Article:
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Whitewall’s regular columnist, art adviser Andrea Hazen, typically shares with us the notable shows she’s seen on her many travels in and outside of New York’s art world. For our fall issue (out next week), we decided to switch it up and ask Hazen about a recent project, where she curated a small collection of art at OneEleven, a new luxury rental building in Chicago developed by the Related Group.
If you find yourself in the windy city this week for EXPO Chicago (it opens today), be sure to check out the mesmerizing video by Diana Thater, the centerpiece of the building’s lobby. Here’s our interview with Hazen about the project.
VISIONS: OneEleven in Chicago
A conversation with Andrea Hazen, portrait by Steve Benisty
WHITEWALL: The focal point of the curated OneEleven lobby has to be the gorgeous Diana Thater video piece. Can you tell us a bit more about it?
ANDREA HAZEN: It’s a nine-panel video screen. The imagery is a flower bouquet that slowly moves, with no sound, and the sky in the background slowly changes. If you look closely, you can see the camera, because she shot it through a mirror. You can sometimes see the petals fluttering. It’s really beautiful.
WW: Can you tell me about how you came to work on this project at OneEleven?
AH: I was brought on board by the interior designer Kara Mann, who was working with the Related Group, the developers of OneEleven. I’ve worked with her a lot over the years. After being hired, I walked Expo Chicago last year with Ann Thompson of Related to get an overview of what the Related team would never go for and artwork that piqued their interest that we pursued. We did a tour of the fair and we discovered a Diana Thater video piece. It was an immediate responsethat,“This is interesting, this is beautiful, and, wow, this would really be pushing things. Let’s pursue this!”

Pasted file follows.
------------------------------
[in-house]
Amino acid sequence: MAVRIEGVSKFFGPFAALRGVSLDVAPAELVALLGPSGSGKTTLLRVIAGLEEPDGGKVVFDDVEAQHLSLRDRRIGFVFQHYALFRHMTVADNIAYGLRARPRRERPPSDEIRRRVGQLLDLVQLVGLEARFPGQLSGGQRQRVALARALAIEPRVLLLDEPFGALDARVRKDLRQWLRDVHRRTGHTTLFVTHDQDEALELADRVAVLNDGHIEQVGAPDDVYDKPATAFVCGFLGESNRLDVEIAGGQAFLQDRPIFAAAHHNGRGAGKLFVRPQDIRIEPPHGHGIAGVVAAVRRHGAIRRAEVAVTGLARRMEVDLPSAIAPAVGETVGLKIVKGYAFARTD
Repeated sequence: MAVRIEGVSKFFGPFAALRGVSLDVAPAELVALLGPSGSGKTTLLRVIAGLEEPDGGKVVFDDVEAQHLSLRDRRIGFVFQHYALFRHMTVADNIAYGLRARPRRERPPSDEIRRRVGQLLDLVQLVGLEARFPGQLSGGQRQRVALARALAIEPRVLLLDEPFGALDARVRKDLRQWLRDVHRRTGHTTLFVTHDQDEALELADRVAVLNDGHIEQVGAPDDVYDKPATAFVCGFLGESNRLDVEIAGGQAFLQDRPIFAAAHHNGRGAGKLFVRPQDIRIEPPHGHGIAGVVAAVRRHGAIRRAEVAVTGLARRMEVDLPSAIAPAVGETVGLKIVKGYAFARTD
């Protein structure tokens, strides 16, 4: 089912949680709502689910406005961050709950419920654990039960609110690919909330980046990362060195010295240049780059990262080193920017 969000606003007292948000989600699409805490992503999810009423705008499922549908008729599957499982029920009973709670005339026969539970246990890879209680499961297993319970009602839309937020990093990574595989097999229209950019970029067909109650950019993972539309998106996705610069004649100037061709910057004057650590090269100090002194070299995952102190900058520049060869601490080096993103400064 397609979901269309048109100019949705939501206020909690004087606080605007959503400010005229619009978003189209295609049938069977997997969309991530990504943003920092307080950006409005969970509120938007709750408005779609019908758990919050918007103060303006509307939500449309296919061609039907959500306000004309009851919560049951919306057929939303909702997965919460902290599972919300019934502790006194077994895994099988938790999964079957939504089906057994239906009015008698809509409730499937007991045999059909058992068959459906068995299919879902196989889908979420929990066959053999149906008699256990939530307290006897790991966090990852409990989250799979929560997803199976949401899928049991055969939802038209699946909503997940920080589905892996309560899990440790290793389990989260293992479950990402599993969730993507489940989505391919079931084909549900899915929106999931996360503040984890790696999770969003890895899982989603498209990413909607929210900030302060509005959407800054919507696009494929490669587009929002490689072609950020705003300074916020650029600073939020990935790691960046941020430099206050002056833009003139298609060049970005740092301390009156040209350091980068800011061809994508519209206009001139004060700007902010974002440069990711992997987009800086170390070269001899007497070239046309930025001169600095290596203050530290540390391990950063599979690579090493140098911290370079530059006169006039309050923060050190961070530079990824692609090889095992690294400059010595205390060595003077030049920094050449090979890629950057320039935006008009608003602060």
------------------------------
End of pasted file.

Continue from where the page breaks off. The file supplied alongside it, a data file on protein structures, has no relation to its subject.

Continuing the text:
WW: Pushing things? By having a video work in the lobby?
AH: Yes, having a video work. That’s kind of far-out for a rental building lobby.
WW: What other spaces on the property have artworks?
AH: The lobby, the elevator vestibules, and the amenities area upstairs. I placed Tauba Auerbach works by the elevator and then a young artist named Thrush Holmes, who shows with Mike Weiss, for the amenities area.
WW: How did the location of Chicago affect what you wanted to do at OneEleven?
AH: You know, I’m from the Midwest, and Chicago is such an amazing city. I lived there for 12 years. It’s a city that’s so rich in the history of architecture, art, music, and I feel like there’s a chance to do something in a space to reference the interest in the city in all those things. It’s a chance to not just put something decorative in the lobby, but to place something really interesting and engaging. The Diana Thater faces a wall of windows, so the public can see it from Wacker Drive. What has been done with Millennium Park and Anish Kapoor and Jaume Plensa has set a huge precedent; people are loving it. When you give people really good art, even if they’ve never seen it before, if you give it to them, they love it. So that was my point, and it was really important to me as a chance to do something really good, interesting, and engaging in Chicago, the city I have such an affinity for.
WW: Right, even though it’s a video, it’s very slow moving, so at first glance it looks like just a still life, a bouquet of flowers. That’s a reference everyone gets.
AH: Yeah, it’s still-life. It’s a traditional subject matter, and it’s also a welcoming thing. So it appeals to such a broad section of people. But because it’s video art, I thought it was interesting for some of the demographic of people moving into this building, who will be young professionals, who were very much raised with technology. It’s not like a moving advertisement. There’s nothing scary or gross or obnoxious or confrontational in it.
WW: Tell us about how you found the work by Thrush Holmes.
AH: That was by chance. I showed the team at Related a lot of work, and we were getting close on some things, and there were some conservative options that were formally beautiful, really good quality artists, but there was something missing in terms of it striking you in the heart. It was March and I went to the ADAA Art Show, the Armory show, and on a Saturday I did a sweep of Chelsea just to see what else I might discover. I walked into Mike Weiss Gallery and saw the work of Thrush Holmes and I went, “That’s it,” because it also incorporates new media. He’s a young Canadian painter, and he works on canvases, but incorporates neon. I thought it was a nice tie into what’s happening downstairs.
This article will be published in Whitewall‘s fall 2014 Fashion Issue, out next week.